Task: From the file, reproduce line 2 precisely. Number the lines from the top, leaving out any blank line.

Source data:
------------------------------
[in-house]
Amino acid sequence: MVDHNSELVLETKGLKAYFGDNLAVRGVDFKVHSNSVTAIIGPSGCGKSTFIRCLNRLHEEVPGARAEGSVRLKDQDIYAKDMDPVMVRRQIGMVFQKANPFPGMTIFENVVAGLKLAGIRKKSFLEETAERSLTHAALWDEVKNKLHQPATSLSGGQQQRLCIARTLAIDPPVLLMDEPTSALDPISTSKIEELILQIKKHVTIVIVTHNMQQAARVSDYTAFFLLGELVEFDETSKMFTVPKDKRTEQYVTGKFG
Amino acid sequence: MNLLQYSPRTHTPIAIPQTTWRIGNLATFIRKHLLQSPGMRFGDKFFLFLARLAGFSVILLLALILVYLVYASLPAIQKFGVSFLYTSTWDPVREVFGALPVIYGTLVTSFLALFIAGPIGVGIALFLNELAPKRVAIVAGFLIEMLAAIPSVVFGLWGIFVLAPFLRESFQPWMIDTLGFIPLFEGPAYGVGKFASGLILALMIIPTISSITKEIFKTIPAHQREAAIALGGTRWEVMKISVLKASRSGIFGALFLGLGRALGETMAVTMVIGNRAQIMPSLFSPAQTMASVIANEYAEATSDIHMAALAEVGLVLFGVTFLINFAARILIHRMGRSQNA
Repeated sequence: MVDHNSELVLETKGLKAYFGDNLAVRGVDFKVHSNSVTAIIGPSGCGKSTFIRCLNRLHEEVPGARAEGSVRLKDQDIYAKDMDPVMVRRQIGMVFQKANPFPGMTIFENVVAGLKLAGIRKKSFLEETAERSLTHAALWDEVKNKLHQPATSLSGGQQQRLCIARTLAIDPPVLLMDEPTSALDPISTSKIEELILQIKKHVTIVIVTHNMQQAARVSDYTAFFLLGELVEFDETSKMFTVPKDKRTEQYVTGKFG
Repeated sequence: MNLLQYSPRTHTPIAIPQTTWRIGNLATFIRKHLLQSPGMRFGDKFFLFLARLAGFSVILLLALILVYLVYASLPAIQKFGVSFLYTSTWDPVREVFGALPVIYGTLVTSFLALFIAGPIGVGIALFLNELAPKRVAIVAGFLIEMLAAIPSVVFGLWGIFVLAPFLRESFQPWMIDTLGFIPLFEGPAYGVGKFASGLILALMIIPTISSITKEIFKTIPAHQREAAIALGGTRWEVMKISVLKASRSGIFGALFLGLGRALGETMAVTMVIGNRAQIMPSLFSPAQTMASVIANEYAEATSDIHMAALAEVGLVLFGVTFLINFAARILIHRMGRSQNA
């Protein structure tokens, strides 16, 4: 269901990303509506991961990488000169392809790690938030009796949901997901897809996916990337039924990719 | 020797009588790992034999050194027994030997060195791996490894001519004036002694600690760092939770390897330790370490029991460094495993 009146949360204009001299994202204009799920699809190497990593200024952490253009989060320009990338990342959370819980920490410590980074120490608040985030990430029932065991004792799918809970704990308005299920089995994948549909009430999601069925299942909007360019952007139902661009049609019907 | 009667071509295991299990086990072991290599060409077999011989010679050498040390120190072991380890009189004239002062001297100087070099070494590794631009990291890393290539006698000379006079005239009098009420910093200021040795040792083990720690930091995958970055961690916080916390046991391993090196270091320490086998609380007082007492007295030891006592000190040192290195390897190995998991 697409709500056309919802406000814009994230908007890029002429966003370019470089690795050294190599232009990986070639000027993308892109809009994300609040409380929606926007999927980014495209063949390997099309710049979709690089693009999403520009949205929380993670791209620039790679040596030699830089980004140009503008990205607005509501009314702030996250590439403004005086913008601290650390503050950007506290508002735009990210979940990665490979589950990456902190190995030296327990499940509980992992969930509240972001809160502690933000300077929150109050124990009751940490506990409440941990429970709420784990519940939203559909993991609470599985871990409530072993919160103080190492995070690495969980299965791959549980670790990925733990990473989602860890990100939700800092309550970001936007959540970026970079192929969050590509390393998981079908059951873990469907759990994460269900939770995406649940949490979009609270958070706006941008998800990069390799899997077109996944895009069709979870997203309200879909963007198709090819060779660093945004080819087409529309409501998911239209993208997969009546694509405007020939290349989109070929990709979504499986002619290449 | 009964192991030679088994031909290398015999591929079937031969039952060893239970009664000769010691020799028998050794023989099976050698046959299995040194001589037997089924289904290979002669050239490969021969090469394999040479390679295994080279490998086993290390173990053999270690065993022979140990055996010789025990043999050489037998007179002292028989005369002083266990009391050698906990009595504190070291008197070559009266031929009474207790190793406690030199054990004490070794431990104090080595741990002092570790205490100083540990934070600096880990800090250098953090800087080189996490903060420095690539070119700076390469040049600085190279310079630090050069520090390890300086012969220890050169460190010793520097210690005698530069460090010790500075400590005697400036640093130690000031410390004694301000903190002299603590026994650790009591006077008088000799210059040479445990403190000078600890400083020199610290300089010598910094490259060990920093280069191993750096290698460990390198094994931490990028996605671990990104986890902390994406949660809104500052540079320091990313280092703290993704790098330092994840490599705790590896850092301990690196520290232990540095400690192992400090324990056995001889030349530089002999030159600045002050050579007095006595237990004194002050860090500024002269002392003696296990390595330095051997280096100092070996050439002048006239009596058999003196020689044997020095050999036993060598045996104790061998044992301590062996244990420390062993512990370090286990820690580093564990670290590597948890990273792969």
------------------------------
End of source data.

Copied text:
Amino acid sequence: MVDHNSELVLETKGLKAYFGDNLAVRGVDFKVHSNSVTAIIGPSGCGKSTFIRCLNRLHEEVPGARAEGSVRLKDQDIYAKDMDPVMVRRQIGMVFQKANPFPGMTIFENVVAGLKLAGIRKKSFLEETAERSLTHAALWDEVKNKLHQPATSLSGGQQQRLCIARTLAIDPPVLLMDEPTSALDPISTSKIEELILQIKKHVTIVIVTHNMQQAARVSDYTAFFLLGELVEFDETSKMFTVPKDKRTEQYVTGKFG